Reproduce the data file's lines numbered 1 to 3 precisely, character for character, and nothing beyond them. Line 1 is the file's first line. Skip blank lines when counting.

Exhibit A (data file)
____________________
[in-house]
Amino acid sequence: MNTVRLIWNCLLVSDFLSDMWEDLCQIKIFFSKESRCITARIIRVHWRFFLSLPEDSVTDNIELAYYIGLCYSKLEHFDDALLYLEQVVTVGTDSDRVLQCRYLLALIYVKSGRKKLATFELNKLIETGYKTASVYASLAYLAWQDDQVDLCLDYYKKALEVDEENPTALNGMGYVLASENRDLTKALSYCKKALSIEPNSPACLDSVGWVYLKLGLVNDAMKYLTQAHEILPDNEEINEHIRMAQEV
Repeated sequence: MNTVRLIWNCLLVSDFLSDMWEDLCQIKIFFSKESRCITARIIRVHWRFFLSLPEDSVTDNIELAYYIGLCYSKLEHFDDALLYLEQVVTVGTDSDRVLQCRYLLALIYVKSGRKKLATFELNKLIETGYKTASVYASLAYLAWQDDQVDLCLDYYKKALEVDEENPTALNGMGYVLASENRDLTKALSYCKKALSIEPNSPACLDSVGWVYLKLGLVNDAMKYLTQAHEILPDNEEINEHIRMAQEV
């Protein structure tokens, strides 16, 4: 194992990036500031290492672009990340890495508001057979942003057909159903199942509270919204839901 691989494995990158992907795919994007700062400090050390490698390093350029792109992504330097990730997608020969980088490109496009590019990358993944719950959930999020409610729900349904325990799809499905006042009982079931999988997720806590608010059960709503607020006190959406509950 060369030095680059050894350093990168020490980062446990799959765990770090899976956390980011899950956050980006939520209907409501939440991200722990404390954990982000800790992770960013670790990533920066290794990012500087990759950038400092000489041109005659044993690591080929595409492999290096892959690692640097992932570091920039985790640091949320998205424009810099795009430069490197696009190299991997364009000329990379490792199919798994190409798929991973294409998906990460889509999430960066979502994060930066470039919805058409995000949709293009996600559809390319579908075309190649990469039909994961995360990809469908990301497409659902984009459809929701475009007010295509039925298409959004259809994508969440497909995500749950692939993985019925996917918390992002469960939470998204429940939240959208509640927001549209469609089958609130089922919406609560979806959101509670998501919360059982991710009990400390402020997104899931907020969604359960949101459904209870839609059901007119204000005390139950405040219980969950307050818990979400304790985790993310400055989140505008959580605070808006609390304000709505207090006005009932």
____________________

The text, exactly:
[in-house]
Amino acid sequence: MNTVRLIWNCLLVSDFLSDMWEDLCQIKIFFSKESRCITARIIRVHWRFFLSLPEDSVTDNIELAYYIGLCYSKLEHFDDALLYLEQVVTVGTDSDRVLQCRYLLALIYVKSGRKKLATFELNKLIETGYKTASVYASLAYLAWQDDQVDLCLDYYKKALEVDEENPTALNGMGYVLASENRDLTKALSYCKKALSIEPNSPACLDSVGWVYLKLGLVNDAMKYLTQAHEILPDNEEINEHIRMAQEV
Repeated sequence: MNTVRLIWNCLLVSDFLSDMWEDLCQIKIFFSKESRCITARIIRVHWRFFLSLPEDSVTDNIELAYYIGLCYSKLEHFDDALLYLEQVVTVGTDSDRVLQCRYLLALIYVKSGRKKLATFELNKLIETGYKTASVYASLAYLAWQDDQVDLCLDYYKKALEVDEENPTALNGMGYVLASENRDLTKALSYCKKALSIEPNSPACLDSVGWVYLKLGLVNDAMKYLTQAHEILPDNEEINEHIRMAQEV